2019 Nissan Armada Review

Terry Box | January 30, 2019
2019 Nissan Armada Review

Giant dinosaur SUVs still lumber down our streets, occasionally nudging aside slow-moving Honda Fits and flashing tailgates the size of billboards.

Call it the surprising survival of the biggest, against all fuel-economy odds.

None of these behemoths stands out quite like the 2019 Nissan Armada, an awkward but curiously likable T-Rex with all-wheel-drive capability and 13-mile-per gallon fuel economy.

Hey, maybe that’s why Nissan built the little electric Leaf, the zero-emissions yin to the profligate Armada’s yang – which, incidentally, outsold the Leaf by a 2-1 margin last year.

Even squarer and thicker looking than regular SUVs, the glowering Armada seemed a bit daunting at first glance, radiating something between ugly and avant-garde.

Every time I went to Tom Markup’s for a loaf of bread, lesser vehicles scurried for parking places 50 feet away from the beast.

At least, my dark-blue Armada Platinum Reserve model looked a little better than last year’s model, its headlights raised slightly to fit more cleanly next to a blunt mesh grille. (It is less dull-eyed and reptilian now.)

A long, lightly chiseled hood settled above the grille, capping thick front fenders dotted with cheesy fake “vents” to break up the expanse of sheet metal.

Huge flat doors, meanwhile, contributed extra mass to Rex’s 5,700-pound bulk, while a banquet table-shaped top kept everything seriously squared up.

Just to keep doubters like me off-balance, it rolled on polished multi-spoke 20-inch wheels wrapped with meaty 275-60 tires.

But as I discovered over the course of a week, the Armada’s vaguely militaristic body was just a big metal box containing the good stuff—a spirited 5.6-liter V-8, a well-sorted platform and a pretty decent interior.

In fact, I didn’t need much prodding to appreciate the thirsty, throaty 390-horse V-8 under its hood.

Tied to an intuitive seven-speed automatic, the husky V-8 made it abundantly clear that it could shove big boxes around like a Georgia longshoreman.

For whatever reason – tuning, perhaps – the Armada felt kind of soft when driven conservatively.

Pushed a little bit, though, the engine came alive, lifting the front fenders slightly and snarling past 5,000 rpm on its way to 60 mph in a fleet 6.4 seconds, according to Edmunds.com.

T-Rex can also tow 8,500 pounds – or roughly your neighbor’s Super Duty pickup.

I mean, how can you not like a bulky SUV that knows how to really truck?

As you might expect in an all-wheel-drive SUV based on a full-size pickup, the Armada moved around on city streets, but tended to absorb small bumps pretty gracefully.

At speed, it smoothed out and felt truly trip-friendly --capable of inhaling big concrete at 80 mph and even behaving pretty well in corners.

Although I hesitated to toss a 75-inch tall brute into a hard corner, I could tell from more moderate corners that the Armada leaned – no surprise there – but not excessively.

Likewise, its steering was slow and a tad truck-like, but it felt precise and tracked down the highway nicely.

Inside, the $68,000 Armada felt more upscale SUV than boxy truck, which was kind of a surprise, to be honest.

Once I got past the vehicle’s huge, outdated center-stack, I settled comfortably into its slick brown-leather seats wearing classy-looking perforated dark-gray centers.

A shallow dashboard in smooth black plastic set the tone, marred only by the garish center-stack, which was at least highly functional and offered switches and knobs for all the controls.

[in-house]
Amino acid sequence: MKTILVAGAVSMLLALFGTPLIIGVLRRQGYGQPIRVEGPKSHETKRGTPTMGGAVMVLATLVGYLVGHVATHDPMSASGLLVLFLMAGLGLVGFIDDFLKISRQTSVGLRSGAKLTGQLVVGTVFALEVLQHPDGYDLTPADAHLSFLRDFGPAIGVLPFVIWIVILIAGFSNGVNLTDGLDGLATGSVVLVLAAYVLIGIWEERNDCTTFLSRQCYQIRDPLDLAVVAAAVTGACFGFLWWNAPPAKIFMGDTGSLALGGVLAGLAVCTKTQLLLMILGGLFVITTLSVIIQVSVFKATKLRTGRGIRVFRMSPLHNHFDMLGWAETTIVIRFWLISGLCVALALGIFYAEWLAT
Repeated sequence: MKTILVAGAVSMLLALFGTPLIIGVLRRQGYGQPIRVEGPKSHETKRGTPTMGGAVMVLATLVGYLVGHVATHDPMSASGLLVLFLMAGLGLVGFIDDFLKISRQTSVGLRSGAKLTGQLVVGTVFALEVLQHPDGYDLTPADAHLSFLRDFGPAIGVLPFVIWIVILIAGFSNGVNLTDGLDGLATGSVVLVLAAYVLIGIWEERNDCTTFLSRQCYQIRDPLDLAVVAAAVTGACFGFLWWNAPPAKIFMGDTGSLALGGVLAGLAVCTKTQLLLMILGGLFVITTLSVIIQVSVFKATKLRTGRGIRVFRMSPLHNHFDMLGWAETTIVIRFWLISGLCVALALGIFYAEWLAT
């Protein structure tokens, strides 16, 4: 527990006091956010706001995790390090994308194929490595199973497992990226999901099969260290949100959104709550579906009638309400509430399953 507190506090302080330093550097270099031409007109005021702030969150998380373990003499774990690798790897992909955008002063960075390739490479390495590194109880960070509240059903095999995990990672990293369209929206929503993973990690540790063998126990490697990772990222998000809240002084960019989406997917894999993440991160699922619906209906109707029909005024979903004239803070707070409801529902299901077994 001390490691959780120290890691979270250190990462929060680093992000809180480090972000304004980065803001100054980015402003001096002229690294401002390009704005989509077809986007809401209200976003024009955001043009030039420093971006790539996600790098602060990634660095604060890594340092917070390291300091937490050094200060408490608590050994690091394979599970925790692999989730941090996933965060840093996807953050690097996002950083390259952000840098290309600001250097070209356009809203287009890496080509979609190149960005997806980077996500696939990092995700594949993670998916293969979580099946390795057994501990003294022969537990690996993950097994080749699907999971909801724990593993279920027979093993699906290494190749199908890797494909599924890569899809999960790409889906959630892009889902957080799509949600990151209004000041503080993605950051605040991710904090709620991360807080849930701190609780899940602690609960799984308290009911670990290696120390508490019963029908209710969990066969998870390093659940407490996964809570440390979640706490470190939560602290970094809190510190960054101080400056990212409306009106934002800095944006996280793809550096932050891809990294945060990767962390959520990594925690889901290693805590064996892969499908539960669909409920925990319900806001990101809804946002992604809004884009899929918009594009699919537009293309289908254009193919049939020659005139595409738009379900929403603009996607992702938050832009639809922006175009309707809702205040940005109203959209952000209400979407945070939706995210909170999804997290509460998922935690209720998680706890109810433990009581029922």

The upper dash wrapped around to the door-tops, its wood trim flowing into the doors and tying the two together.

Brown vinyl with orange stitching covered the Armada’s door centers, matching the orange stitching in the seats.

As is typical with full-size SUVs, the second-row captain’s chair bucket-seats provided expansive leg- and head-room, while the third row would be a fairly tight fit even for those of us who are vertically challenged.

My high-end Armada arrived with about $4,000 in options, including the Platinum Reserve package with its 20-inch wheels, and the two-tone leather seats ($3,000); as well as $450 for the second-row captain’s chairs and $315 for carpeted floor-mats.

Look, I agree that $68,000 is a serious pile of cash for an SUV that might scare some birds out of the sky, but a week after I had the Armada, I got a dark-blue Infiniti QX80 whose body, engine and transmission were virtually identical to the Armada. It cost $91,450.

I suppose you could contend that you’re getting 80 or 90 percent of the Infiniti for 75 percent of the cost.

Maybe more important, the Armada bristles with personality – something most Nissan vehicles seriously lack.

Just wear sunglasses when you wash it.

2019 Nissan Armada Platinum

  • What I liked most: The lusty 5.6-liter V-8 and the Armada’s overall performance
  • What I would change: I might send the Armada to Audi or Mazda for a style makeover
  • Price as Tested: Base price, $47,100; as equipped in Platinum Reserve trim, $67,850
  • Fuel economy: Rated at 13 miles per gallon in town, 18 on the highway and 15 mpg combined with filler on the left
  • Official color: Hermosa Blue
  • Odometer reading when tested: 1,954 miles
  • Weight: 5,716 pounds
  • Length-width-height: 208.9 inches long/79.9 inches wide/75.8 inches tall
  • Fuel-tank capacity: 26 gallons
  • Towing capacity: 8,500 pounds
  • Spare tire: Full-size
  • 2019 Armada Platinum Reserve in a few words: A fully capable, well-developed SUV that is more pleasant to drive than to look at
  • Warranty: Three-year, 36,000-mile overall warranty and five-year, 60,000-mile powertrain protection
  • Final assembly location: Yakuhashi, Japan
  • Manufacturer’s website: www.nissanusa.com
  • E-mail me at terry@carprousa.com
  • Up next: 2019 Toyota Corolla
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